SRS Secretary Siedlecki steps down, returning to Florida
Topeka ? Kansas Department of Social and Rehabilitation Services Secretary Robert Siedlecki Jr. likely will be remembered for angering thousands of Kansans in his short tenure.
On Thursday, Gov. Sam Brownback announced that his pick to run probably the most complex agency in state government was stepping down.
Brownback said Siedlecki was returning to his home state of Florida to take a state government job there and “be closer to his family.”
Just last month, Siedlecki, a Republican, in a testy exchange with a Republican legislator, said he had bought a house in Topeka and preferred to be called a Kansan.
The exchange occurred during a committee meeting in which legislators — Republican and Democratic — expressed frustration over a plan pushed by Siedlecki to move some juvenile justice functions over to SRS. They said the plan was hatched without having talked with anyone affected by it.
It was not the first time that kind of complaint was made by state officials about Siedlecki, who was the point-man for many controversial social welfare policies pursued by Brownback.
Prior to the three-day July 4th weekend, Siedlecki released a list of SRS offices targeted for closure, including the one in Lawrence.
The decision sparked a mammoth public outcry.
Brownback and Siedlecki said the closures were needed to save money, and that those receiving services in Lawrence could go to offices in other cities. “Lawrence, in particular, has a proximity to several major SRS offices on four-lane roads,” Brownback said.
Local officials said many SRS recipients didn’t have transportation. The office closure would have wreaked havoc for thousands of people, strained social service agencies and endangered the public, they argued.
After weeks of negotiations, the city of Lawrence and Douglas County agreed to pay the rent for the SRS office and Brownback has since said he will seek to restore state funding next year.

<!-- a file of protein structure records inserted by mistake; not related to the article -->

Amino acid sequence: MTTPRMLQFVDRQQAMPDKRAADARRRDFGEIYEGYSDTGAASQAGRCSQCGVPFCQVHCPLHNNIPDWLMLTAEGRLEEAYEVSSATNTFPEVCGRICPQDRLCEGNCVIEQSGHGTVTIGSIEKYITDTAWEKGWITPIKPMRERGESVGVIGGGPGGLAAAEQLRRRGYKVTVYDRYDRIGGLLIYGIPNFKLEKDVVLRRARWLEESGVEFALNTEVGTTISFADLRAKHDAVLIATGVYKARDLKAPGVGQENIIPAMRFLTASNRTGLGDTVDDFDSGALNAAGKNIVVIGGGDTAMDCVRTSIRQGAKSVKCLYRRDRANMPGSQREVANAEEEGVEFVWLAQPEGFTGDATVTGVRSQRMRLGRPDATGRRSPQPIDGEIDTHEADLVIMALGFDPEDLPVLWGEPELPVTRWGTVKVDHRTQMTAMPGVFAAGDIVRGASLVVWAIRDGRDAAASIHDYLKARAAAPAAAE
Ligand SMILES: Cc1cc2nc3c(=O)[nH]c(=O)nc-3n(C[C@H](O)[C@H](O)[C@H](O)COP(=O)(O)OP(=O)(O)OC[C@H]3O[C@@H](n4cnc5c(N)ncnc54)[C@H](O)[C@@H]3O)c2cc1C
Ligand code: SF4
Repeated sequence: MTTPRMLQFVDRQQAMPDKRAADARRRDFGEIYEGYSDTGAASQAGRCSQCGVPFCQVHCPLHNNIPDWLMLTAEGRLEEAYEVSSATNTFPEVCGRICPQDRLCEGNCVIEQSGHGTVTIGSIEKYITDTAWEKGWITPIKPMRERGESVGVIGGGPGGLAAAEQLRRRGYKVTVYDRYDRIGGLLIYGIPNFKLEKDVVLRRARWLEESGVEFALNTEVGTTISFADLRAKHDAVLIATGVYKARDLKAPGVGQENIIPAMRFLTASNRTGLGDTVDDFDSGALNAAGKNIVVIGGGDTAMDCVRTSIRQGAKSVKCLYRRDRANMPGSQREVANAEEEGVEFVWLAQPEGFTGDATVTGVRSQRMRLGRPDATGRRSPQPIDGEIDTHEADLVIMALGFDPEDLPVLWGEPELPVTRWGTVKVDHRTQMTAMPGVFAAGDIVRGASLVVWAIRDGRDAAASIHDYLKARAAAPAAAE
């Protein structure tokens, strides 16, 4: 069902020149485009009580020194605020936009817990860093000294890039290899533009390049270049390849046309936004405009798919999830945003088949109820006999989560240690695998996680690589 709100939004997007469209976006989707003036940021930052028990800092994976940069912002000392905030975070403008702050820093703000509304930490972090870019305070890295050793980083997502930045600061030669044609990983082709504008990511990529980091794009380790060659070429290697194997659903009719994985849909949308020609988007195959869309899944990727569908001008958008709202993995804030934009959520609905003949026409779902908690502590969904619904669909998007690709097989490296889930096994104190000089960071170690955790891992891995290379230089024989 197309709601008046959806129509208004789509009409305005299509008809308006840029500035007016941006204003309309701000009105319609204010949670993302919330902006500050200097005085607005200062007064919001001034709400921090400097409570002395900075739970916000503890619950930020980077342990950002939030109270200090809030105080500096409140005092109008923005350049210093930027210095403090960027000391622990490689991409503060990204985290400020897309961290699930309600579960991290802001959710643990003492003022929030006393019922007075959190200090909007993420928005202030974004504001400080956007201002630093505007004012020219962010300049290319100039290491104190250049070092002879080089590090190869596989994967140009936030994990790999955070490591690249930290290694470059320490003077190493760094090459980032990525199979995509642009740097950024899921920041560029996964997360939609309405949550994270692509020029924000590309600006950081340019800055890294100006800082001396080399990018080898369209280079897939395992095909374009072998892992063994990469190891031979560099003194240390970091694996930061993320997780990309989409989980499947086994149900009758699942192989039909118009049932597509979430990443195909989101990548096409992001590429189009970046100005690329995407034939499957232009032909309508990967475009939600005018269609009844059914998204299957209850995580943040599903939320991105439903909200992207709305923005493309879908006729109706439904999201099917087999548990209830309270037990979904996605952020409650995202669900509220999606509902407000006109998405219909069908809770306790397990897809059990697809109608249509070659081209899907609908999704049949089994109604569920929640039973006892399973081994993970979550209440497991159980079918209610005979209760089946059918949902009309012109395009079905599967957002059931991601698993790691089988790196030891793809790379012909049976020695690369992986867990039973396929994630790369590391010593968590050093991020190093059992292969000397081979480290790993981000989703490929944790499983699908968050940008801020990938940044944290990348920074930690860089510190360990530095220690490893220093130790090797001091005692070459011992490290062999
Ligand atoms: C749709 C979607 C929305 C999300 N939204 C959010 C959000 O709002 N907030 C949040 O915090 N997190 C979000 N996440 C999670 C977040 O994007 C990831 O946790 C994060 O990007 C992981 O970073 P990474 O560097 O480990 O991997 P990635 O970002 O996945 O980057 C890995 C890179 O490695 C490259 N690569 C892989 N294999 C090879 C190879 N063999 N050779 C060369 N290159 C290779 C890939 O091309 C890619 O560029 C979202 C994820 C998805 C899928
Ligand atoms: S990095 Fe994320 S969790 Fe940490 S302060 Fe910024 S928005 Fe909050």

The fight left a bad taste. Douglas County Commissioner Mike Gaughan, a Democrat, said of Siedlecki, “He spent his time here needlessly fixing things that weren’t broken, and he seemed determined to make it more difficult for Kansans who count on SRS to ever get in the door. SRS used to be focused on the people it served and its stakeholders, but he changed that culture from Day One, and now we don’t know who to trust.”
When Brownback came into office he picked Siedlecki, who had been chief of staff for the Florida Department of Health and had worked in the U.S. Justice and Health and Human Services departments under President George W. Bush.
Siedlecki went about reorganizing SRS and he touted marriage and faith-based initiatives.
But some legislators complained that Siedlecki brought in too many people from Florida who lacked Kansas experience.
In a prepared statement, Siedlecki said, “I promised Governor Brownback one year to transform SRS to make it more effective and efficient and that we have done so.”
He added, “We initiated an aggressive anti-fraud campaign, made adoption a priority, promoted work rather than dependence in our welfare programs, and laid the groundwork for a more child and family-focused department. Governor Brownback is a true statesman and I was honored to serve under him. While I am returning to my home state of Florida, Kansas and Kansans will have special places in my heart. Kansas hospitality is real.”
Brownback wished Siedlecki “continued success in all his future endeavors.” Siedlecki’s last day at SRS will be Dec. 31.
Brownback’s office said it didn’t know what job Siedlecki had taken “only that it’s in his area of expertise.” Brownback will name an acting secretary before the 2012 legislative session starts Jan. 9.
Senate Democratic Leader Anthony Hensley of Topeka was the one No vote when Siedlecki was confirmed by the Senate. He said the Brownback administration made a bad hire with Siedlecki. “They miscalculated, especially with the proposed Lawrence office closing,” he said.